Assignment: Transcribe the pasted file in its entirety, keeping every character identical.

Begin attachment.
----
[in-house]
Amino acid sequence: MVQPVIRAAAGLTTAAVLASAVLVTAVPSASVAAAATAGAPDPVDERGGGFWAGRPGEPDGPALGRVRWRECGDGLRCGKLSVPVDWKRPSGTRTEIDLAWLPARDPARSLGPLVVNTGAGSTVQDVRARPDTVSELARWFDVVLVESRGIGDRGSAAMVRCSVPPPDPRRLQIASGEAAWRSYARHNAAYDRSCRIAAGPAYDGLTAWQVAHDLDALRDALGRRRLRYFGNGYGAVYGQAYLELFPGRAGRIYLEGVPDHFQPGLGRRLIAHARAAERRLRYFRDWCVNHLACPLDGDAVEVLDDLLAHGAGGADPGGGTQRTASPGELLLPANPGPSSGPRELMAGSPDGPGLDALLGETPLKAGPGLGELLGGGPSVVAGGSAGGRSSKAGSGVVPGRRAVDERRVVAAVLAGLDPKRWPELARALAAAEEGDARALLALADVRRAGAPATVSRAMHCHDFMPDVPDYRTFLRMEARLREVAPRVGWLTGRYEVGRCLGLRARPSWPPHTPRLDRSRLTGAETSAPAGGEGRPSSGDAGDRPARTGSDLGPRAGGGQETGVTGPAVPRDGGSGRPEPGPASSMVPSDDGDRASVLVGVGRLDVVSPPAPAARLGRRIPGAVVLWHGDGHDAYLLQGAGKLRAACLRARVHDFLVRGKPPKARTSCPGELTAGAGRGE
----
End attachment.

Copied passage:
[in-house]
Amino acid sequence: MVQPVIRAAAGLTTAAVLASAVLVTAVPSASVAAAATAGAPDPVDERGGGFWAGRPGEPDGPALGRVRWRECGDGLRCGKLSVPVDWKRPSGTRTEIDLAWLPARDPARSLGPLVVNTGAGSTVQDVRARPDTVSELARWFDVVLVESRGIGDRGSAAMVRCSVPPPDPRRLQIASGEAAWRSYARHNAAYDRSCRIAAGPAYDGLTAWQVAHDLDALRDALGRRRLRYFGNGYGAVYGQAYLELFPGRAGRIYLEGVPDHFQPGLGRRLIAHARAAERRLRYFRDWCVNHLACPLDGDAVEVLDDLLAHGAGGADPGGGTQRTASPGELLLPANPGPSSGPRELMAGSPDGPGLDALLGETPLKAGPGLGELLGGGPSVVAGGSAGGRSSKAGSGVVPGRRAVDERRVVAAVLAGLDPKRWPELARALAAAEEGDARALLALADVRRAGAPATVSRAMHCHDFMPDVPDYRTFLRMEARLREVAPRVGWLTGRYEVGRCLGLRARPSWPPHTPRLDRSRLTGAETSAPAGGEGRPSSGDAGDRPARTGSDLGPRAGGGQETGVTGPAVPRDGGSGRPEPGPASSMVPSDDGDRASVLVGVGRLDVVSPPAPAARLGRRIPGAVVLWHGDGHDAYLLQGAGKLRAACLRARVHDFLVRGKPPKARTSCPGELTAGAGRGE